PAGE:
If a low mass galaxy passes head-on through the center of a disk galaxy, a ring galaxy is created. In an off-center collision, a partial ring may be created. An example of such a partial ring is seen in the interacting pair NGC 7714/5 (Arp 284). At optical (red) wavelengths, NGC 7714/5 looks like this:
NGC 7714 is to the right (west) and NGC 7715 to the east. The galaxies are separated by 2 arcminutes (25 kiloparsecs). Notice the stellar bridge between the galaxies and the tidal tails extending from both galaxies. Note that NGC 7714 has a partial ring. This image was obtained with the 2.1m telescope at McDonald Observatory in collaboration with Rick Pogge (Ohio State University).
To see a better optical image from the Arp Atlas, click here.
To see a mpeg movie of a simulation of the NGC 7714 and NGC 7715 encounter, click here (from Smith and Wallin 1992, Astrophysical Journal, vol. 393, p. 544). In this model, the smaller galaxy has a mass of 1/3 that of the larger galaxy and the impact parameter is 0.85 times the radius of the larger disk. Compare the final frame with the McDonald optical image shown above. Notice that the ring, the bridge, and the tails are successfully reproduced. This is a restricted 3-body model (only includes gravitational forces between the particles and the two centers of mass; it does not calculate all the individual gravitational forces between the various particles). This model only contains stars.
More recently, Curt Struck (Iowa State) and I have constructed a full N-body model (including all the individual forces), which includes both stars and gas. This model is described in Struck and Smith 2003, Astrophysical Journal, vol. 589, p. 157. To see an animation of such a model, click here.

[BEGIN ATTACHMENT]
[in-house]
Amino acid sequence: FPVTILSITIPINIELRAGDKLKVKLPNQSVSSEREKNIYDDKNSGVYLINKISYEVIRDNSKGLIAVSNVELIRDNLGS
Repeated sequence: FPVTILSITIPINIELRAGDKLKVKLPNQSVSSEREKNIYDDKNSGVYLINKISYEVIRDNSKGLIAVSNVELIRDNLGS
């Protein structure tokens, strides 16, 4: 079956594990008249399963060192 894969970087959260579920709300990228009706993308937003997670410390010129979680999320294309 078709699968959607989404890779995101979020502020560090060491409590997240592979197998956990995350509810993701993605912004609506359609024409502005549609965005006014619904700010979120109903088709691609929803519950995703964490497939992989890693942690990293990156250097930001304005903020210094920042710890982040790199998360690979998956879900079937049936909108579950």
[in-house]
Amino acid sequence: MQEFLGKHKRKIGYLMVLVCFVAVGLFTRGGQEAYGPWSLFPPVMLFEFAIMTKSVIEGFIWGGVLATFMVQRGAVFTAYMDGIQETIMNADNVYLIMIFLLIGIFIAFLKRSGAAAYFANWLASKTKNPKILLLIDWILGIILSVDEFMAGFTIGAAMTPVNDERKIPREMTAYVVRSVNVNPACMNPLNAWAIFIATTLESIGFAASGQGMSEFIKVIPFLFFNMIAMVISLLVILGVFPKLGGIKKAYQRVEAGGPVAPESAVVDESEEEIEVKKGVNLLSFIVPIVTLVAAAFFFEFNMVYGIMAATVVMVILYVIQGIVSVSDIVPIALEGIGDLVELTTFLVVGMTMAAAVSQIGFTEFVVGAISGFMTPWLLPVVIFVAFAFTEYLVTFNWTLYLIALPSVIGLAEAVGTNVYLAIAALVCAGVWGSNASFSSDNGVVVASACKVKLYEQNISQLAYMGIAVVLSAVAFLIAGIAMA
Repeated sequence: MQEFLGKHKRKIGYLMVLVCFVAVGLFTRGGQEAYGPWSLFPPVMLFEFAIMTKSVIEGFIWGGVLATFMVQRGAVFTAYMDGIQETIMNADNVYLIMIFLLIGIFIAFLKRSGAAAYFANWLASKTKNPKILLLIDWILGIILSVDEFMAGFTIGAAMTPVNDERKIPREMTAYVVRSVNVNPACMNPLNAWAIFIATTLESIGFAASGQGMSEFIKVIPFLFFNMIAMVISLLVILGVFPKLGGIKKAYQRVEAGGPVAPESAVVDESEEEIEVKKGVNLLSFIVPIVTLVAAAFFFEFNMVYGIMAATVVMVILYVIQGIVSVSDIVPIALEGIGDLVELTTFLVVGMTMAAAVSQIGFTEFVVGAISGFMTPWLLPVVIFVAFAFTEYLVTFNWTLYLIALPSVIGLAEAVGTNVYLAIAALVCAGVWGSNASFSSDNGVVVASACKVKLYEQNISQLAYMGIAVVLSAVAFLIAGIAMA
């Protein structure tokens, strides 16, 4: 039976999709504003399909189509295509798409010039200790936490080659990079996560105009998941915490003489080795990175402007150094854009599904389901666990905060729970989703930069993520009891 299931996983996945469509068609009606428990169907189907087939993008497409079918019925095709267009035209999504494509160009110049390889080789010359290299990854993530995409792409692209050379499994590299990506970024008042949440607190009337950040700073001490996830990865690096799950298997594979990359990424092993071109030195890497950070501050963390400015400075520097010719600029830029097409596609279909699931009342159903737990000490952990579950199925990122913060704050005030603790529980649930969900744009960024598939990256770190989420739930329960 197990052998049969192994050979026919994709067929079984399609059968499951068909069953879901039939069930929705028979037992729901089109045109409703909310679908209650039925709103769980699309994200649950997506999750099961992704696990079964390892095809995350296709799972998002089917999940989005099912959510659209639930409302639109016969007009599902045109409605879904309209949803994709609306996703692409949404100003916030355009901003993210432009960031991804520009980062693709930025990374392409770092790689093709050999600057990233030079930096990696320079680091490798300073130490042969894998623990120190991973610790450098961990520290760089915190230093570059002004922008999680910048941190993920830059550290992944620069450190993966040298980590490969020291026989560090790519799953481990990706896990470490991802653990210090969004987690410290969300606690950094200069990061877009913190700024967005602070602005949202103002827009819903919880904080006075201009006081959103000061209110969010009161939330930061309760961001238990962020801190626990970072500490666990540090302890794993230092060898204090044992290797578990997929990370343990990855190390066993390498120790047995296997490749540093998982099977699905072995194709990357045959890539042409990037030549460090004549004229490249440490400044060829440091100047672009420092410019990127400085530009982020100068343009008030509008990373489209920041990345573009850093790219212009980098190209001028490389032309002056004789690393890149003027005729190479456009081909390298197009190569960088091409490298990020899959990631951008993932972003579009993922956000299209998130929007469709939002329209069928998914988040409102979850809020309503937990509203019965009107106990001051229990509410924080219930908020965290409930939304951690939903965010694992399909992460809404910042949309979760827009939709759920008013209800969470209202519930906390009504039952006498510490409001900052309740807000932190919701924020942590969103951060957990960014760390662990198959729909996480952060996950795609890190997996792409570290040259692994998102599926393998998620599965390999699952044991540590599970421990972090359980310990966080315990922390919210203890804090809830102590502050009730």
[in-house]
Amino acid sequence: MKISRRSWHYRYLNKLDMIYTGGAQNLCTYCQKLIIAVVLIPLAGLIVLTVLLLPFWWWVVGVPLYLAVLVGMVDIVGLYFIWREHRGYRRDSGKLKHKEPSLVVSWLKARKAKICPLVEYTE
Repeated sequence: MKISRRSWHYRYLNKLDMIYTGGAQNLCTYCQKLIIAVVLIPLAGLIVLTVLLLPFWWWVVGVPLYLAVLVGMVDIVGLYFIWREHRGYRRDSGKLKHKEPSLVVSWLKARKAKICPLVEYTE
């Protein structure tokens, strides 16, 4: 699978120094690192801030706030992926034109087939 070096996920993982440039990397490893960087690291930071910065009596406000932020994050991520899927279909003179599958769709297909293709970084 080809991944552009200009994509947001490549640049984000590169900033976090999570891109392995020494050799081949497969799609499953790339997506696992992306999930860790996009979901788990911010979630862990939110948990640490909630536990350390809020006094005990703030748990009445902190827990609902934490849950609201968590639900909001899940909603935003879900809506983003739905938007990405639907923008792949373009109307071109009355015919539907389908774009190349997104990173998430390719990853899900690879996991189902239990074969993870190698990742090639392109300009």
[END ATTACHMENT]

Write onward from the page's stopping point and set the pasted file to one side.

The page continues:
The distribution of interstellar atomic hydrogen in the NGC 7714/5 system looks like this:
These data were obtained with the Very Large Array, part of the National Radio Astronomy Observatory. This map has 12 arcsecond resolution. The gas distribution is color-coded, with the highest column density red and lowest blue. The yellow contours are optical data from the Digitalized Palomar Observatory Sky Survey, smoothed to 12 arcseconds resolution. Notice the complete loop of gas to the northwest of NGC 7714. Also notice that the gas in the bridge and eastern tail is shifted to the north relative to the stars. Such offsets may be caused by the different behavior of gas and stars during a galaxy collision: the stars do not collide, but the gas clouds do. (From Smith, Struck, and Pogge 1997, Astrophysical Journal, 483, 754).
For an H-alpha+[N II] optical image of this system showing the location of the star forming regions, click here . Note that young stars are forming in the bridge (From Smith, Struck, and Pogge 1997, Astrophysical Journal, 483, 754).
To see Chandra X-ray images of NGC 7714/5, click here (from Smith, Struck, and Nowak 2005, Astronomical Journal, in press).
Spitzer infrared images of Arp 284 were published as part of the `Spirals, Bridges, and Tails' project in Smith et al. (2007), Astronomical Journal, 133, 791. The Spitzer images of Arp 284 are visible here.
Also see our Hubble/Spitzer/GALEX paper on NGC 7714/5:
B. W. Peterson, C. Struck, B. J. Smith, and M. Hancock (2009), `Star Clusters in the Interacting Galaxy System Arp 284', M.N.R.A.S., submitted
To see another galaxy which has probably undergone an off-center collision, click here
To return to Beverly Smith's web page, click here
Last updated: 6/15/09